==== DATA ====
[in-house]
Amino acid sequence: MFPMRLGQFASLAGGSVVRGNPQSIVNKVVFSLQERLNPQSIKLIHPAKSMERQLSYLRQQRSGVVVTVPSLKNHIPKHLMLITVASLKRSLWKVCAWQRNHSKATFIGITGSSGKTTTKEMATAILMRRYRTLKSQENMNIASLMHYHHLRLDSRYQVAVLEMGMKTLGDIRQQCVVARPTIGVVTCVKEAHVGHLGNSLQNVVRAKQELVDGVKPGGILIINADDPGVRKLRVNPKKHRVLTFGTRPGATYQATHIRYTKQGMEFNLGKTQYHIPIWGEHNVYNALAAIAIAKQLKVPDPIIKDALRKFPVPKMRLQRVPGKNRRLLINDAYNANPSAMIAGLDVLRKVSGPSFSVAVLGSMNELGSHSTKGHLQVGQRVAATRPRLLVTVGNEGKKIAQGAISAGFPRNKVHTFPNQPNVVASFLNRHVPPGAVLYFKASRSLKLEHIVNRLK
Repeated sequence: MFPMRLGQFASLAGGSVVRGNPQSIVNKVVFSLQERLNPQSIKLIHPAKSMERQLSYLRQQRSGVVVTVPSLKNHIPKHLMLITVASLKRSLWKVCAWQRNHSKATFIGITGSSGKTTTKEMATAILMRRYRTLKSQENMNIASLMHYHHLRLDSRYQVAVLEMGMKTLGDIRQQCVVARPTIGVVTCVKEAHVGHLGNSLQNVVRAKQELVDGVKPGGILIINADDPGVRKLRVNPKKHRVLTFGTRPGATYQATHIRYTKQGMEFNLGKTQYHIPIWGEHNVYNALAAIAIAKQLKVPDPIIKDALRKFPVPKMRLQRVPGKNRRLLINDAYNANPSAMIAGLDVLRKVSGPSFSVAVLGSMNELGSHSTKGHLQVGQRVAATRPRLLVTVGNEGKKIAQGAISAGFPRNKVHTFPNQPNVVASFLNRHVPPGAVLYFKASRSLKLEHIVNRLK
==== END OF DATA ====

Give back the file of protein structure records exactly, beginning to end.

[in-house]
Amino acid sequence: MFPMRLGQFASLAGGSVVRGNPQSIVNKVVFSLQERLNPQSIKLIHPAKSMERQLSYLRQQRSGVVVTVPSLKNHIPKHLMLITVASLKRSLWKVCAWQRNHSKATFIGITGSSGKTTTKEMATAILMRRYRTLKSQENMNIASLMHYHHLRLDSRYQVAVLEMGMKTLGDIRQQCVVARPTIGVVTCVKEAHVGHLGNSLQNVVRAKQELVDGVKPGGILIINADDPGVRKLRVNPKKHRVLTFGTRPGATYQATHIRYTKQGMEFNLGKTQYHIPIWGEHNVYNALAAIAIAKQLKVPDPIIKDALRKFPVPKMRLQRVPGKNRRLLINDAYNANPSAMIAGLDVLRKVSGPSFSVAVLGSMNELGSHSTKGHLQVGQRVAATRPRLLVTVGNEGKKIAQGAISAGFPRNKVHTFPNQPNVVASFLNRHVPPGAVLYFKASRSLKLEHIVNRLK
Repeated sequence: MFPMRLGQFASLAGGSVVRGNPQSIVNKVVFSLQERLNPQSIKLIHPAKSMERQLSYLRQQRSGVVVTVPSLKNHIPKHLMLITVASLKRSLWKVCAWQRNHSKATFIGITGSSGKTTTKEMATAILMRRYRTLKSQENMNIASLMHYHHLRLDSRYQVAVLEMGMKTLGDIRQQCVVARPTIGVVTCVKEAHVGHLGNSLQNVVRAKQELVDGVKPGGILIINADDPGVRKLRVNPKKHRVLTFGTRPGATYQATHIRYTKQGMEFNLGKTQYHIPIWGEHNVYNALAAIAIAKQLKVPDPIIKDALRKFPVPKMRLQRVPGKNRRLLINDAYNANPSAMIAGLDVLRKVSGPSFSVAVLGSMNELGSHSTKGHLQVGQRVAATRPRLLVTVGNEGKKIAQGAISAGFPRNKVHTFPNQPNVVASFLNRHVPPGAVLYFKASRSLKLEHIVNRLK